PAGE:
Connect with us


106-Year-Old Fruitcake Found in Antarctica Still in Good Condition





A fruitcake is a delicacy that could be traced back to ancient Rome. It contains spices such as cinnamon or ginger, chopped dried fruit, and nuts. The cake could also be soaked in spirits so it is further preserved. Of course, this was absolutely necessary because there were no refrigerators back then.

Indeed, the cake could be stored for a long time. As such, it was a staple for people going on long journeys. Many pioneering explorers headed to isolated or unfamiliar territories always packed some fruitcake. It served as their emergency sustenance when there were no other options.

It’s the last place where you’d expect to find a random fruitcake.

Source: Daily Mail

Those who traveled to Antarctica, for instance, carried fruitcakes with them. Conservators working for the Antarctic Heritage Trust have proof of this. Apparently, they found a well-preserved cake in an abandoned hut at Cape Adare.

The early explorers of Antarctica would often stop at Cape Adare. It was an important landing site and base camp for them.

Aside from the fruitcake, many other artifacts were found in the abandoned hut.

What makes the fruitcake even more interesting is its provenance. It seems to have been left behind by members of an ill-fated expedition led by Captain Robert Falcon Scott of the British Royal Navy. The expedition, which was launched in 1910, was Scott’s second Antarctic exploration.

Members of the ill-fated Terra Nova Expedition team strike a hopeful pose.

A report from the Antarctic Heritage Trust noted:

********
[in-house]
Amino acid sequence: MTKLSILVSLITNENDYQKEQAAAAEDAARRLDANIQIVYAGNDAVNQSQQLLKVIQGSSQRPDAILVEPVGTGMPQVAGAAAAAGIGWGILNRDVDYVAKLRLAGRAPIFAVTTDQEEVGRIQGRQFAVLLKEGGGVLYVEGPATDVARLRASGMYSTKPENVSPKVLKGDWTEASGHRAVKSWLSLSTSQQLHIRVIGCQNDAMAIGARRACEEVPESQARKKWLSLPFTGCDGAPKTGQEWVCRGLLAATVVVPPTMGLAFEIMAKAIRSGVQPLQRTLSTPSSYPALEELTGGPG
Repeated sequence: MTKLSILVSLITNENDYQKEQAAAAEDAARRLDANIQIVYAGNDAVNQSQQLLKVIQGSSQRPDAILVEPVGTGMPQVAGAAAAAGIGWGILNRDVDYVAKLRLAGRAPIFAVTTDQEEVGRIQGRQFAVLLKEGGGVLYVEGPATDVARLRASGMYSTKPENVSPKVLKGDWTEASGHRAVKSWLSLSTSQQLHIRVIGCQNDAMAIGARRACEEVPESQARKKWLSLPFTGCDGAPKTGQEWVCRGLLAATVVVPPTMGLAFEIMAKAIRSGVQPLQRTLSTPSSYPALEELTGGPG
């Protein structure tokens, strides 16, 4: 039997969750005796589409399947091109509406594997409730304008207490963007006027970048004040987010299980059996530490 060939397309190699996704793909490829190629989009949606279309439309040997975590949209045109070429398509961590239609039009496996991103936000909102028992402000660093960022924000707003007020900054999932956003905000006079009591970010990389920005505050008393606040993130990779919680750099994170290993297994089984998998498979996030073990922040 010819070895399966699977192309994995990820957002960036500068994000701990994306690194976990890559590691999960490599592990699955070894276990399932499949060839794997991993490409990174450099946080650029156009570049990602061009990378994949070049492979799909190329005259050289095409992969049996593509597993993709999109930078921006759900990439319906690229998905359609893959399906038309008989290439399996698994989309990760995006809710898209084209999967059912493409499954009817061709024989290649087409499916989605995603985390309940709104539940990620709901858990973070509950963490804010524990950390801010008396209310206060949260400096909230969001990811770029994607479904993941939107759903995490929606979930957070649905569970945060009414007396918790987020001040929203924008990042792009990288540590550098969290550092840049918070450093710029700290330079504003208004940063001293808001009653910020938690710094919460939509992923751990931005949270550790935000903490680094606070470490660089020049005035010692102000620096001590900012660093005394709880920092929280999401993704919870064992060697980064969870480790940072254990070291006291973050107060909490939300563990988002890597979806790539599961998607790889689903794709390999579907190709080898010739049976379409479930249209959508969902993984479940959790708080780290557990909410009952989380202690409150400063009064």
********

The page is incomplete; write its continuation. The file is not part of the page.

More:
“The fruitcake was found still wrapped in paper and encased in the remains of a tin-plated iron alloy tin. It was manufactured by Huntley & Palmers.”

The report further pointed out that the cake “probably dates to the Cape Adare-based Northern Party of Scott’s Terra Nova Expedition, as it has been documented that Scott took this particular brand of cake with him at that time.”

Don't judge the fruitcake by its rusty tin container.

The objective of the Terra Nova Expedition was for Scott and his party to get the distinction of being the first to reach the South Pole. They finally reached the South Pole on January 17, 1912. However, the Norwegian team led by Roald Amundsen had gotten there 34 days earlier than they did. Ultimately, due to harsh conditions, Scott’s entire party died during their return journey. Their bodies were only recovered eight months after they perished.

It looks relatively OK for something that's over a century old.

These days, many of us associate the fruitcake with the holidays. Decades ago, the fruitcake would have been the only thing that starving explorers could rely on. It goes without saying that the Antarctic Heritage Trust will further preserve the historic fruitcake. Perhaps, one day, we can all view it up close in an exhibit.

View Comments